More than 220 years since a ship wrecked on the rocks surrounding a remote Aleutian island, biologists believe they may have finally cleaned up the resulting mess. Rats have ruled the island since 1780, when they jumped off a sinking Japanese ship and terrorized all but the largest birds on the island [Reuters]. The voracious rodents feed on bird eggs and even chicks and small adult birds, and they so dominated the tiny island that it was given the name Rat Island. Biologists embarked on an ambitious effort to wipe out the rats last year, and now say they may have accomplished their task–but the campaign may have resulted in some avian casualties.
Nine months after scattering poisoned pellets across the island, biologists say they haven’t spotted any remaining rats, but they have found the carcasses of 186 glaucous-winged gulls and 41 bald eagles. U.S. Fish and Wildlife spokesman Bruce Woods said it’s unlikely carnivorous eagles ate the Rodenticide grain pellets, but they may have devoured some dead rats that had consumed them. “Eagles are scavengers of opportunity,” he said. “Rats don’t make up a big part of their diet naturally, but if meat is available, they’re going to take it” [Anchorage Daily News].
In the $2.5 million campaign to eradicate the invasive species, scientists used cakes of grain laced with a rodent-killing blood thinner called brodifacoum. During [a] trial, 88 percent of rodents perished in their burrows where they would not be exposed to scavengers like eagles or gulls, according to an environmental assessment of the project…. On April 15, 2008, the Rat Island Restoration Project got the formal go-ahead, and in September a helicopter hovered over the 10 square mile island dropping the poisoned grain in a grid pattern [Scientific American], in an attempt to give every rat on the island a lethal dose of the poison.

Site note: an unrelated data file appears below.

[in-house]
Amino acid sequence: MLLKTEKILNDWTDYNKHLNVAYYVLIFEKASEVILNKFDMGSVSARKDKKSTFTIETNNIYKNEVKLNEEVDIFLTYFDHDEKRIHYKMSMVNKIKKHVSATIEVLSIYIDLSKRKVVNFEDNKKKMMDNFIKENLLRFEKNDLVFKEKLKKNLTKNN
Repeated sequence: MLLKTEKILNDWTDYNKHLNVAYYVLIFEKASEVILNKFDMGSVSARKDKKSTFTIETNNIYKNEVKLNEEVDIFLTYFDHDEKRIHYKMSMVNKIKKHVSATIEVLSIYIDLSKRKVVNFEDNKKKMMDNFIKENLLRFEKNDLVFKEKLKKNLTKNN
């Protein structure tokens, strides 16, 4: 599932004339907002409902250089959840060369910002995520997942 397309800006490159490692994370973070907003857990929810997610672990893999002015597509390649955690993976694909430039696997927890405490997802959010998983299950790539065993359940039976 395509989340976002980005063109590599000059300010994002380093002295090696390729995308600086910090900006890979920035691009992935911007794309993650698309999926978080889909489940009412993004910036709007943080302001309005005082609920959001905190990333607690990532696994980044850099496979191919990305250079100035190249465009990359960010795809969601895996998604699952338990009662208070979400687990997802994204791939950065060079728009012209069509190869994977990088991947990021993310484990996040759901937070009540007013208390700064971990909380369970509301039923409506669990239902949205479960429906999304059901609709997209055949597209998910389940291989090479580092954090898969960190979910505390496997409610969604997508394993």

“So far, no living rats have been observed,” said Woods, who noted that seven observers walked the island looking for signs of survivors. “We’re cautiously optimistic, but it’s a big island. It would be presumptuous to assume that we would have noticed rats if only a few were left.” Before federal biologists consider the island rat-free, they will survey it again next year [Anchorage Daily News]. Even a single breeding pair could eventually repopulate the island, researchers note.
The dead gulls and eagles have been sent to a lab to test for traces of the poison in their bodies, but Woods says that the relatively small number of dead birds won’t make an impact on the bird populations; the Fish and Wildlife agency estimates that 2,500 eagles live in the Aleutians, and says that gull numbers are far higher. The good news is that the survey team reports that Aleutian cackling geese, ptarmigan, peregrine falcons and black oystercatchers are all nesting on the island — and rats appear to be absent. “If the rats are truly gone,” Woods says, “then the long-term benefits to the ecoystem will outweigh the loss of these birds” [Scientific American].
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Image: Art Sowls/USFWS